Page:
Selective Focus: Susanna Gaunt

Susanna Gaunt is an artist who creates installations and draws on her background as a photographer. She works with paper, dimension, transparency and light to combine 3D structures with 2D layers and textures. She currently has work on view at the DAI until August 11.

SG: For 20 years, I worked primarily in photography, both exhibiting photographs and teaching at a private workshop school in Montana. In 2013, our family landed in Duluth and I decided to learn new mediums by enrolling in the BFA program at UMD. It was there that I began focusing on installation pieces that incorporate drawing, printmaking, collage and embroidery alongside the photography. The common denominator with all of these is paper – I love working with different types of paper textures and exploring the possibilities of creating layers of both meaning and visual interest. Experimenting with multiple finishes, such as shellac and encaustic wax, allows me to find the right amount of translucency to both conceal and reveal content. 

Coffer (Installation view at Kruk Gallery, UWS, Superior, WI)
Materials vary within the different wooden drawers but include photographs cutouts, entomology pins, thread, Duralar and etched glass.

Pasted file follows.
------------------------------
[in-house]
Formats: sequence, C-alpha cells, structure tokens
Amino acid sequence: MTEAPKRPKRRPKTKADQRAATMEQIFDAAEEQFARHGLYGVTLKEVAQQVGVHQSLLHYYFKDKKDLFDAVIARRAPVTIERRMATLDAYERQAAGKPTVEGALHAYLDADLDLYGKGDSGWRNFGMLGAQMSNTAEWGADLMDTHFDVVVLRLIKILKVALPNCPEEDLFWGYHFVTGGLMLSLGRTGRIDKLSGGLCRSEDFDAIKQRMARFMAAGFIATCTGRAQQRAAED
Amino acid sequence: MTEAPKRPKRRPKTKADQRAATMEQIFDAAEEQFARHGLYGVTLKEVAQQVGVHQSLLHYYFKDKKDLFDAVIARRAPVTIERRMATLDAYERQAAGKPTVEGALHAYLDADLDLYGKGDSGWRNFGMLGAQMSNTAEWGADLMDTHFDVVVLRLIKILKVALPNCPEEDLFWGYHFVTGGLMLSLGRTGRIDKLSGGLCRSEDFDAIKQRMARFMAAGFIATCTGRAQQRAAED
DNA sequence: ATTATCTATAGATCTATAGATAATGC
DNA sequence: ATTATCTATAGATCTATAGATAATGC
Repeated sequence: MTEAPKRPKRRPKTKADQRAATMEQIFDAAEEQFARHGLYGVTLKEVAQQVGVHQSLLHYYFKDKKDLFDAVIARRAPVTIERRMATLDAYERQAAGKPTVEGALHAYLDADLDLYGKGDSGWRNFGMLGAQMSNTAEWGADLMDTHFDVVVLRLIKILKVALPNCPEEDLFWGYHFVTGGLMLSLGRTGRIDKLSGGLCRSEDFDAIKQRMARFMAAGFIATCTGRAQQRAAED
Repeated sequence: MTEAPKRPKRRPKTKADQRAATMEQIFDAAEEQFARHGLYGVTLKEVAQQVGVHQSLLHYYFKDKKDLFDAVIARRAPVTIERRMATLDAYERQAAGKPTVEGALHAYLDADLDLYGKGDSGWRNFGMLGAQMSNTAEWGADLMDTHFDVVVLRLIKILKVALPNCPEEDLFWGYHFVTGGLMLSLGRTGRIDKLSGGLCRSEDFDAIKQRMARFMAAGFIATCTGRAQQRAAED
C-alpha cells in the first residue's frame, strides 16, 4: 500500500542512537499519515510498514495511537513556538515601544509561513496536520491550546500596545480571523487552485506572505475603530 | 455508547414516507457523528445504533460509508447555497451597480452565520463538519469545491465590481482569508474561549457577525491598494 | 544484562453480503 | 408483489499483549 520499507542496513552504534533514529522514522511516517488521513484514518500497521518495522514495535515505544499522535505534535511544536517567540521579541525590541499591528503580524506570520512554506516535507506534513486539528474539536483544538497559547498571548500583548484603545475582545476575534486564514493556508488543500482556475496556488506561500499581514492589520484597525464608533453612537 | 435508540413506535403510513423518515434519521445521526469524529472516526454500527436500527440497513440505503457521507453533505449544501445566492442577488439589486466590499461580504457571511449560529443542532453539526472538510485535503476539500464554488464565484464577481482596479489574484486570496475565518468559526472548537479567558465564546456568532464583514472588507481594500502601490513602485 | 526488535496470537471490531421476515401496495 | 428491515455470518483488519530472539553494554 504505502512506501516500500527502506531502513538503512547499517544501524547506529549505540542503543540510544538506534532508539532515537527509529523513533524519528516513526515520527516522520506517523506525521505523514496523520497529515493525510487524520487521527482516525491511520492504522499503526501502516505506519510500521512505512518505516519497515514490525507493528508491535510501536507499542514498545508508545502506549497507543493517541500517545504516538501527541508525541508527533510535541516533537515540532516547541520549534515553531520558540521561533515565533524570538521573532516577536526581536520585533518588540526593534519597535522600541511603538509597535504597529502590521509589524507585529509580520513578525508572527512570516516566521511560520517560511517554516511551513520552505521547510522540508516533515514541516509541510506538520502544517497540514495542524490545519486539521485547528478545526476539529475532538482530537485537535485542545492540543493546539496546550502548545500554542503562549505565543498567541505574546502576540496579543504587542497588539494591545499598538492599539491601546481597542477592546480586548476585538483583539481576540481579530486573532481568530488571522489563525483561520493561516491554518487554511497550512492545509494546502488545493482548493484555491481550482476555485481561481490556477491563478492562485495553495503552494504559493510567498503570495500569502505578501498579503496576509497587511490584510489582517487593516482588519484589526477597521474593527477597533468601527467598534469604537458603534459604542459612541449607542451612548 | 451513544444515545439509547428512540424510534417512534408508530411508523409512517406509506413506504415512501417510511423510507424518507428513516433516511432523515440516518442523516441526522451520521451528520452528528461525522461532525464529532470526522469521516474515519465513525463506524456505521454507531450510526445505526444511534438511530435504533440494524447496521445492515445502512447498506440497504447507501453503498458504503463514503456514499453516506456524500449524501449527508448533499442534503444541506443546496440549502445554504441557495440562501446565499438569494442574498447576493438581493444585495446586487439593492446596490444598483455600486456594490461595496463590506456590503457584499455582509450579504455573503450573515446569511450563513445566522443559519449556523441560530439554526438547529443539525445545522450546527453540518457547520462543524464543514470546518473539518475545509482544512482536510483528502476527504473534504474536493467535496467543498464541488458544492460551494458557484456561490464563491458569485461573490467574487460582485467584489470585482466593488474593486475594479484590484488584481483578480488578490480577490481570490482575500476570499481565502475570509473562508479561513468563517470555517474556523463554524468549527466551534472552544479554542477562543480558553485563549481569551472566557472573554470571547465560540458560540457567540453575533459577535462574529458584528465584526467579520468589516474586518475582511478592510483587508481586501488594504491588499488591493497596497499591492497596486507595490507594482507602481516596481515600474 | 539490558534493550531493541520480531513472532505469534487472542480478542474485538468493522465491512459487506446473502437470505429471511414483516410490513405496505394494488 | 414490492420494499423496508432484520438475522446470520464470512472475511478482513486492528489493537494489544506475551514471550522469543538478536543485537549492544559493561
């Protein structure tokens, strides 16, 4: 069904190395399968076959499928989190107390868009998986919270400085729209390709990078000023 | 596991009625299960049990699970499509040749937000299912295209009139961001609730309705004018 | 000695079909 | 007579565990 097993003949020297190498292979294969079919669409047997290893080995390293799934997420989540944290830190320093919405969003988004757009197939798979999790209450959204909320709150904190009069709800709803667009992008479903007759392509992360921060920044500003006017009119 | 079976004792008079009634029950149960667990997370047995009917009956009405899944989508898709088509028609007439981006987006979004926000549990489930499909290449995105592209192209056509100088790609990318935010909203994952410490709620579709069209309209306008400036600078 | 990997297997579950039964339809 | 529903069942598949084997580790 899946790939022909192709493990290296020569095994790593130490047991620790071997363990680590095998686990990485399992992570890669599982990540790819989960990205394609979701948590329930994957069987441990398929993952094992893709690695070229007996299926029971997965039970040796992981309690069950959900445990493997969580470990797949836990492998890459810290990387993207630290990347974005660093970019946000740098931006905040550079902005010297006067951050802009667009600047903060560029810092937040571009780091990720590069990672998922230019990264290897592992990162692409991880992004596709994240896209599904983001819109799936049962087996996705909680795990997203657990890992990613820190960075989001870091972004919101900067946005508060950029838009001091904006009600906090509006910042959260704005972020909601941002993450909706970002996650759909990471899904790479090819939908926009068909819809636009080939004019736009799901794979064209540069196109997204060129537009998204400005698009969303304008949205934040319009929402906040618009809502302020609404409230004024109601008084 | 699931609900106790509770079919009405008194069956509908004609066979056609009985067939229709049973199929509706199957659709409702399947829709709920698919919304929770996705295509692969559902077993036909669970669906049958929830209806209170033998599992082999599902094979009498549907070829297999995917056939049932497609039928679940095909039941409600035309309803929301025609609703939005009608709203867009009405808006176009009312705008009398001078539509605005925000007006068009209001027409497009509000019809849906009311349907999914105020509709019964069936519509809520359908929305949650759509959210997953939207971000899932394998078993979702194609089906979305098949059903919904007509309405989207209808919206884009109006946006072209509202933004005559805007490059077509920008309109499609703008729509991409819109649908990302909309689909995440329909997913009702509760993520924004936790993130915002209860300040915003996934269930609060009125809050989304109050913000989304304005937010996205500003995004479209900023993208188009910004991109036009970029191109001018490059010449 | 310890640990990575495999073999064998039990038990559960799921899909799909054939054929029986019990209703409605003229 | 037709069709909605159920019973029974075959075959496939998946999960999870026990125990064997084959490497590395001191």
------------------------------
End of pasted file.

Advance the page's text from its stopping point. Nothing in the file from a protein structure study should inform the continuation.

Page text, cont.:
Notes: Coffer is a set of nine wooden drawers of varying widths and depths. The drawers protrude off the wall and the audience is encouraged to view them both from afar and up close, where they can open each drawer to reveal its interior. The drawers can be installed in a variety of ways to fit the gallery space.

When creating work for an exhibit, I start with an overall theme to create cohesiveness and then set in to produce two-dimensional and installation works for the show. As a photographer, I often worked in series and so this has translated into the new larger-scale mixed media pieces that are an assemblage of multiples, or repeated parts that make up the whole. I like this process a lot because it allows for an overall view of the installation, then encourages a closer look to pick out the details. More conceal and reveal, I suppose.

Coffer (Detail of Drawer III)
This drawer includes photograph, cutouts, entomology pins and Duralar
Drawer dimensions: 16” (w) x 2.5” (h) x 12” (d)

You can say I’ve worked with paper for a long time — from developing my own black-and-white photographs, to printing digital inkjet prints. Adding the other elements such as drawing, collage and thread really started in the past five years. 

Inventory (Panoramic installation view at Kruk Gallery, UWS, Superior, WI)
Inventory includes over 500 photographs printed on transparency film or photo rag paper and then cut to the dimensions of toe tags. Hung with black thread, they are pinned to a support with entomology pins.
Dimensions: Approximately 30 feet by 6 feet but can vary depending on shape and space. 

Inventory (Detail view of installation at Kruk Gallery, UWS, Superior, WI)
(Looking through the tags on one side to the other. Folks were encouraged to walk around the entire piece and view the details)